Our age regards both extinction and immortality as genuine possibilities. Opinions vary wildly depending on whether one asks environmentalists or writers such as Steven Pinker, who tend to see the time as pregnant with unique opportunities, argues Henry Mance. The current pandemic is likely to show us which of the two visions of the world is more plausible, or likely to be the outcome.
Pandemics tend to do this, argues Mance. For instance, though not comparable to covid-19, the Black Death contributed to the end of feudalism and, for its part, the 1918 influenza probably to the establishment of national health services.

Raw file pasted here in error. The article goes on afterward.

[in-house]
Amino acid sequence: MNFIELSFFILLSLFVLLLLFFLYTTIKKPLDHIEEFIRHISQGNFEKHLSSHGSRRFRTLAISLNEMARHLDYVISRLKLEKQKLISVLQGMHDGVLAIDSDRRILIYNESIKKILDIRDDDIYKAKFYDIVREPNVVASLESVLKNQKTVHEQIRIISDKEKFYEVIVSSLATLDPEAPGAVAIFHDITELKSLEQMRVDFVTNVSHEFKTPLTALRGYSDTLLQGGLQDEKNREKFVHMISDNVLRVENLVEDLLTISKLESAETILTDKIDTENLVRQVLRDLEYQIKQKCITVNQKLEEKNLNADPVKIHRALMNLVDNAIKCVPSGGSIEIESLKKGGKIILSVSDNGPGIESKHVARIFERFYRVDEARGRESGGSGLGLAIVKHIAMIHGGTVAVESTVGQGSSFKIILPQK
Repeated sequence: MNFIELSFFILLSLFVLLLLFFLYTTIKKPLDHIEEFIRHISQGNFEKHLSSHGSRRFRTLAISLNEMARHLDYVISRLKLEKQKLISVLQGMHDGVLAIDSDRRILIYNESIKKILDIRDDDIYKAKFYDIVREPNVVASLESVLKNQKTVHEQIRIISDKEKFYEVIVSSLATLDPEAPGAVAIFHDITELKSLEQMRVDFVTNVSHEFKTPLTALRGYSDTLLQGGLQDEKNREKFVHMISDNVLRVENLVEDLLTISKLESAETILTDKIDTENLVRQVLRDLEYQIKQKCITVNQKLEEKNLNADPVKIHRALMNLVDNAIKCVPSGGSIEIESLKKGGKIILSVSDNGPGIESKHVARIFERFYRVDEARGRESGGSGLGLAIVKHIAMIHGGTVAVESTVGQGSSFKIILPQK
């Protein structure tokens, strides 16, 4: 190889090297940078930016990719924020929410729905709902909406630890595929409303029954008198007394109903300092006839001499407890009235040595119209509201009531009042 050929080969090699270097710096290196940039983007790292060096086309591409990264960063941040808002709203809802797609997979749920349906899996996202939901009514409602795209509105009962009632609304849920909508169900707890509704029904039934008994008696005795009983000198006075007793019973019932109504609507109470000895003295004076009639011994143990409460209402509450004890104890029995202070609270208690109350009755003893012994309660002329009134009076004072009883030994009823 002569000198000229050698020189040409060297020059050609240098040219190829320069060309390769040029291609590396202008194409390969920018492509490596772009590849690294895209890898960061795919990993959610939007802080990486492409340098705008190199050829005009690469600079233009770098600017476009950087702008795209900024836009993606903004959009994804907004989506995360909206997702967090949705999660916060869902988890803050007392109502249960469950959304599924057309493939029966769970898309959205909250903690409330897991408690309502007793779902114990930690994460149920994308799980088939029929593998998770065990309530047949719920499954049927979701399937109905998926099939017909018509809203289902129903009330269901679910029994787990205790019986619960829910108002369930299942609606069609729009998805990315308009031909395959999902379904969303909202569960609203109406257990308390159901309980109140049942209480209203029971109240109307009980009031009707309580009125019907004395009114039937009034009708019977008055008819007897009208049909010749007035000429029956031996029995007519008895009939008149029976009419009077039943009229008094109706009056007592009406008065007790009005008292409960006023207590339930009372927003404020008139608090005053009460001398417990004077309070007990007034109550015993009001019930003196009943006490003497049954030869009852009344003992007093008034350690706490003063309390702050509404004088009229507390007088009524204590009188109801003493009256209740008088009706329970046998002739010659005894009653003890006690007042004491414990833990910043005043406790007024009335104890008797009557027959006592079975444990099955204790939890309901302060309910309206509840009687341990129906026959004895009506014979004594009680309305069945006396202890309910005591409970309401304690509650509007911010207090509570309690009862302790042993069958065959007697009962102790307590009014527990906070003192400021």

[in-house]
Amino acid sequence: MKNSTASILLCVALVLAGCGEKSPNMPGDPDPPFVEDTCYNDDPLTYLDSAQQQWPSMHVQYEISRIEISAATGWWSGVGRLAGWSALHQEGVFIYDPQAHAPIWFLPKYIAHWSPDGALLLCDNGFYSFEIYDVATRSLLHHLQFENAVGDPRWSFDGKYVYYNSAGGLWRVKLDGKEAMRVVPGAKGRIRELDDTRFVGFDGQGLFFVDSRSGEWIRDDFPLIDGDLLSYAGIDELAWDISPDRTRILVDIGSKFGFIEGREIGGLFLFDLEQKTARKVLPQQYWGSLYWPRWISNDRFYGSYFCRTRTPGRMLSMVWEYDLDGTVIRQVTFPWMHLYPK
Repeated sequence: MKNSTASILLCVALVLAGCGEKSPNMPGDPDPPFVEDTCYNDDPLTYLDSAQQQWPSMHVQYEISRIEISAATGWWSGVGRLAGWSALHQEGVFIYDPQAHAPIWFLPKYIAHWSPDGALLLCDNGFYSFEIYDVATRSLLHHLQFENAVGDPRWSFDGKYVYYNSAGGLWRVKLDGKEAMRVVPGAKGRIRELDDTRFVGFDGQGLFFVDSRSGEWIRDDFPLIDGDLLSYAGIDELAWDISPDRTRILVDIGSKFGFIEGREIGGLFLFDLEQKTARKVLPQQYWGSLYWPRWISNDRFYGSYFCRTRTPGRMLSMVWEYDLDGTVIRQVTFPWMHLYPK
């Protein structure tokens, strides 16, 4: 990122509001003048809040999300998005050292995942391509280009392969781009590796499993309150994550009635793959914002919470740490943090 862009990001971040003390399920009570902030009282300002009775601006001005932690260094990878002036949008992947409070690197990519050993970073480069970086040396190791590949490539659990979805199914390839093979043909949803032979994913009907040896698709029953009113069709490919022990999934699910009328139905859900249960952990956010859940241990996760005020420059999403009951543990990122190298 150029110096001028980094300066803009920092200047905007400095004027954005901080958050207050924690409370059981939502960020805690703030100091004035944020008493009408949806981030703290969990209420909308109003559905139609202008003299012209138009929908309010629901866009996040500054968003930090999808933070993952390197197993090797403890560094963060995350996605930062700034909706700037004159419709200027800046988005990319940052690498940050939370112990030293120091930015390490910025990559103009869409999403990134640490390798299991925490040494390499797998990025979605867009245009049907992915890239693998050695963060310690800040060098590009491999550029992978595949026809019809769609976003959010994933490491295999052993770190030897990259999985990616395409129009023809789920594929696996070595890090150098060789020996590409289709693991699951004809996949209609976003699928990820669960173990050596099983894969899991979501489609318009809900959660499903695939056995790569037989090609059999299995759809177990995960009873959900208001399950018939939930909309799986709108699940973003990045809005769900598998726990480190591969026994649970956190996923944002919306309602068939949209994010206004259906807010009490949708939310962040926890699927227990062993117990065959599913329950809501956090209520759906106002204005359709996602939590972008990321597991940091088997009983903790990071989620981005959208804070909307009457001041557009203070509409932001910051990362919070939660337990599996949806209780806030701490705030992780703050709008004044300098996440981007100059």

Diseases, argues Mance, have had two main effects throughout: they have made us think and brought about major structural changes. For that reason, the pandemic may turn the spotlight not only on excessive air travel, tilting the balance in favour of teleconferencing, China’s live animal markets but also climate change, which needs to worry rich countries more.
Read the full article at the Financial Times here: